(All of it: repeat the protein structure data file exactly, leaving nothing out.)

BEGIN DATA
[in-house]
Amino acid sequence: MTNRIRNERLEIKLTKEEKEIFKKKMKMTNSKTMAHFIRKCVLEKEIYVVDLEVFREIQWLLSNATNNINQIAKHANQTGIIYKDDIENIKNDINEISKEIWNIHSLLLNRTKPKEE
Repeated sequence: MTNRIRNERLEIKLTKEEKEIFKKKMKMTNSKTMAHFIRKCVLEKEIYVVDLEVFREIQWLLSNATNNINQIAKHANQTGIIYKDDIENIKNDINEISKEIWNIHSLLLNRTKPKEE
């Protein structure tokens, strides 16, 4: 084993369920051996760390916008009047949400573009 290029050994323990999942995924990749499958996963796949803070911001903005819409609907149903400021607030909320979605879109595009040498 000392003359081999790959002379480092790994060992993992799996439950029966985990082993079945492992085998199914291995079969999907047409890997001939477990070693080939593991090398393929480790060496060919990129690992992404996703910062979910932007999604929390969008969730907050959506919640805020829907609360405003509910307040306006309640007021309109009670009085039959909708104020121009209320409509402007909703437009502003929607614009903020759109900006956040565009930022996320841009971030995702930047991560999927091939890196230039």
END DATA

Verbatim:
[in-house]
Amino acid sequence: MTNRIRNERLEIKLTKEEKEIFKKKMKMTNSKTMAHFIRKCVLEKEIYVVDLEVFREIQWLLSNATNNINQIAKHANQTGIIYKDDIENIKNDINEISKEIWNIHSLLLNRTKPKEE
Repeated sequence: MTNRIRNERLEIKLTKEEKEIFKKKMKMTNSKTMAHFIRKCVLEKEIYVVDLEVFREIQWLLSNATNNINQIAKHANQTGIIYKDDIENIKNDINEISKEIWNIHSLLLNRTKPKEE
């Protein structure tokens, strides 16, 4: 084993369920051996760390916008009047949400573009 290029050994323990999942995924990749499958996963796949803070911001903005819409609907149903400021607030909320979605879109595009040498 000392003359081999790959002379480092790994060992993992799996439950029966985990082993079945492992085998199914291995079969999907047409890997001939477990070693080939593991090398393929480790060496060919990129690992992404996703910062979910932007999604929390969008969730907050959506919640805020829907609360405003509910307040306006309640007021309109009670009085039959909708104020121009209320409509402007909703437009502003929607614009903020759109900006956040565009930022996320841009971030995702930047991560999927091939890196230039």